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Listen

Yesterday, Tobey and I had to wait outside The Big High School on the Hill while Bella had her orchestra rehearsal. It was a beautiful day, but he was downtrodden – there was nothing to do. He lurched down the lawn and landed under a tree. I took out a notebook and started working, glad not to have to entertain him. After twenty minutes or more he came to get me so I could see what he’d made. He’d propped up tiny twigs into what looked like a lean-to for a grasshopper. As with so many maternal things, however, I was wrong; it was the start of a campfire. Tobey shrugged with disappointment, “But I don’t have any matches.” I commented that probably a lot of 7-year old boys had matches, but I was that particularly forward-thinking kind of mom who thought it best not to start the school lawn on fire. Tobey, not for the first time, gave me a look of pity, as though to say, “Your humor does not work on me, woman!”

I tore open the skin on my knuckles while playing billiards and had to bother the bartender for a Bandaid.

“Let’s make it bigger,” he said, so I tried to be helpful by snapping sticks in half to build up the structure but only managed to cut my finger open on one of them (flash memory from years ago when I tore open the skin on my knuckles while playing billiards and had to bother the bartender for a Bandaid). Tobey reached up high and picked off an oak leaf, which he then carefully folded and refolded until it was about 1/2-inch across. He adhered it to my wound, instructing me to hold it in place: “The Indians did this.” After a few moments, he pealed away the leaf. There was a small, bright red crooked “L” shape on the leaf. “That means you’ll have good luck,” he said, and reapplied the leaf.

Looking up into the blue sky at the school’s old-fashioned cupola (mind you, this is the high school I chose not to go to when I was 15 as they were all about football and cheerleaders and hazing middle school girls who might date older boys; I chose, instead, the ugly, concrete box school on the other side of town, which had dubbed itself “The School that Reads”), I asked Tobey what he thought was in there.

“The Giant Scroll of Knowledge,” he said in an of course voice.

“Oh, wow. I had no idea. What’s in the Giant Scroll of Knowledge?” I asked, thinking that maybe if I’d known that was in there back when I was 15, I wouldn’t have had so much heart break during the ensuing three decades. The scroll would have helped me pick a better major than English, would have dissuaded me from graduate school and helped me buy the right suit with the just-so shoulder pads and calfskin briefcase. I’d have a robust 401K by now and maybe even a steady vacation beach rental.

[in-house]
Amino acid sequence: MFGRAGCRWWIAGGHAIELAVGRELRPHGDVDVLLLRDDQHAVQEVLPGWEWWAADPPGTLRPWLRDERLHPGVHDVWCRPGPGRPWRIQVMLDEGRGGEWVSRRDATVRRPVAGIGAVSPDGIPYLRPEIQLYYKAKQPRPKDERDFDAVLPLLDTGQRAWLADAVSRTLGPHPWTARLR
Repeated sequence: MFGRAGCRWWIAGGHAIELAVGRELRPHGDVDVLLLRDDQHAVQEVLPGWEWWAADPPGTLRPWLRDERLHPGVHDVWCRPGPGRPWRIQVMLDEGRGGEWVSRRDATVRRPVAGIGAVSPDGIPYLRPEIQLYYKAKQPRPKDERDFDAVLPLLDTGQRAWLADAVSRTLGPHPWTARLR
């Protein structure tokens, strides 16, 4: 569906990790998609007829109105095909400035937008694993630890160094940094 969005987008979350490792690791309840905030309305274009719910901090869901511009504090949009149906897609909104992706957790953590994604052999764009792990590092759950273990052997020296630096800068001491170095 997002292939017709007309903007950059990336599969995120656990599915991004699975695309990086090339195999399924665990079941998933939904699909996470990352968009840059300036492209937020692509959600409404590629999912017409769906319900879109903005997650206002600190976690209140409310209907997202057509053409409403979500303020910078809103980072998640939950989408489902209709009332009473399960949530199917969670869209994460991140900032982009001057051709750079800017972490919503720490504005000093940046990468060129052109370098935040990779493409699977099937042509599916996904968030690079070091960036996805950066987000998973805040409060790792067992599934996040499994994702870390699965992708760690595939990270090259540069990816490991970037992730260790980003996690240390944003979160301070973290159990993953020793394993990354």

“The answer to every math test ever,” he said – though I don’t think he’s even had a math test yet.

—————

What do you need right now?

The other night at yoga, my teacher-friend Jeanelle encouraged us to spend a few minutes moving as we wanted. She also trained at Kripalu and spoke about how the body has its own wisdom, which is much greater than that of any teacher. In Kripalu, this “meditation in motion” is the highest level of yoga. It’s not about following a series of poses and sweating or pulling your shin closer to your forehead. The highest wisdom comes from within and has more to do with listening than with strength or flexibility. What do you need right now? Where are you right now? Who are you now? What movement, no matter how slight, could you make that would answer something in your body-mind? For many of the class members, it was probably just a few minutes of free movement; but for me, it was a re-connection to the beauty of this summer, of sharing a space with 62 people who were all trying to listen.

—————

Last night, Tobey made an origami Yoda using instructions from YouTube and inspired by the book he’s reading, The Strange Case of Origami Yoda. He actually made two, as the first one was a little off kilter and his ears were crooked. “Ask him a question,” he told me, poking the paper in my face. “It has to be a question of the heart.” Since the dog keeps waking me up at 4:30 am with her senility barking, my thoughts went to Hannah, who was – as she always is when I’m in the kitchen and food is about – right underfoot. “When will Hannah pass?”

Stupid Origami Yoda, as Tobey named the big-eared one, said, “In 3,546,082 days.”

Oh man, I thought, I can’t take it.

But then Smart Origami Yoda popped up. “Die she will when she is ready.”

Listening to that Inner Wisdom, she is. Or as Yoda said (the real Yoda), “You will find only what you bring in.” If you listen… he might have added.

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